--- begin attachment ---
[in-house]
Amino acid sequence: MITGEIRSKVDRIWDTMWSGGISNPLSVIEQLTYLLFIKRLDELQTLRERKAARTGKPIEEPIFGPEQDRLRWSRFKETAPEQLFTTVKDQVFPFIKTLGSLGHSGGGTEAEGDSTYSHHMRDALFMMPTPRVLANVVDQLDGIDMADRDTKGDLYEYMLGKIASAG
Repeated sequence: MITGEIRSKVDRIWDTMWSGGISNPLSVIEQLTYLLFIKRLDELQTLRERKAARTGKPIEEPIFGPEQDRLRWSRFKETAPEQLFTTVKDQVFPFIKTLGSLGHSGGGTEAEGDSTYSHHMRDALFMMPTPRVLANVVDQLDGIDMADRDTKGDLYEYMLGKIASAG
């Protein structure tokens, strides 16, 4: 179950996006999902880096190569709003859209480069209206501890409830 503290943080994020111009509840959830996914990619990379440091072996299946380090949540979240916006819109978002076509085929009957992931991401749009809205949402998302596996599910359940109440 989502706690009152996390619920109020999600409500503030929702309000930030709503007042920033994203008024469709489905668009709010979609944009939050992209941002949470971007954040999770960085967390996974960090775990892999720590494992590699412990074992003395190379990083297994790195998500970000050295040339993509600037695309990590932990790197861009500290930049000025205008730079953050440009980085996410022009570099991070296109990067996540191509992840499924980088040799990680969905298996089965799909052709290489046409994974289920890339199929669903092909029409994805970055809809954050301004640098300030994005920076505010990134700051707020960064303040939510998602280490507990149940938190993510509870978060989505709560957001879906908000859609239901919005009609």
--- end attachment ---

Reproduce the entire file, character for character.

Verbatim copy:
[in-house]
Amino acid sequence: MITGEIRSKVDRIWDTMWSGGISNPLSVIEQLTYLLFIKRLDELQTLRERKAARTGKPIEEPIFGPEQDRLRWSRFKETAPEQLFTTVKDQVFPFIKTLGSLGHSGGGTEAEGDSTYSHHMRDALFMMPTPRVLANVVDQLDGIDMADRDTKGDLYEYMLGKIASAG
Repeated sequence: MITGEIRSKVDRIWDTMWSGGISNPLSVIEQLTYLLFIKRLDELQTLRERKAARTGKPIEEPIFGPEQDRLRWSRFKETAPEQLFTTVKDQVFPFIKTLGSLGHSGGGTEAEGDSTYSHHMRDALFMMPTPRVLANVVDQLDGIDMADRDTKGDLYEYMLGKIASAG
């Protein structure tokens, strides 16, 4: 179950996006999902880096190569709003859209480069209206501890409830 503290943080994020111009509840959830996914990619990379440091072996299946380090949540979240916006819109978002076509085929009957992931991401749009809205949402998302596996599910359940109440 989502706690009152996390619920109020999600409500503030929702309000930030709503007042920033994203008024469709489905668009709010979609944009939050992209941002949470971007954040999770960085967390996974960090775990892999720590494992590699412990074992003395190379990083297994790195998500970000050295040339993509600037695309990590932990790197861009500290930049000025205008730079953050440009980085996410022009570099991070296109990067996540191509992840499924980088040799990680969905298996089965799909052709290489046409994974289920890339199929669903092909029409994805970055809809954050301004640098300030994005920076505010990134700051707020960064303040939510998602280490507990149940938190993510509870978060989505709560957001879906908000859609239901919005009609």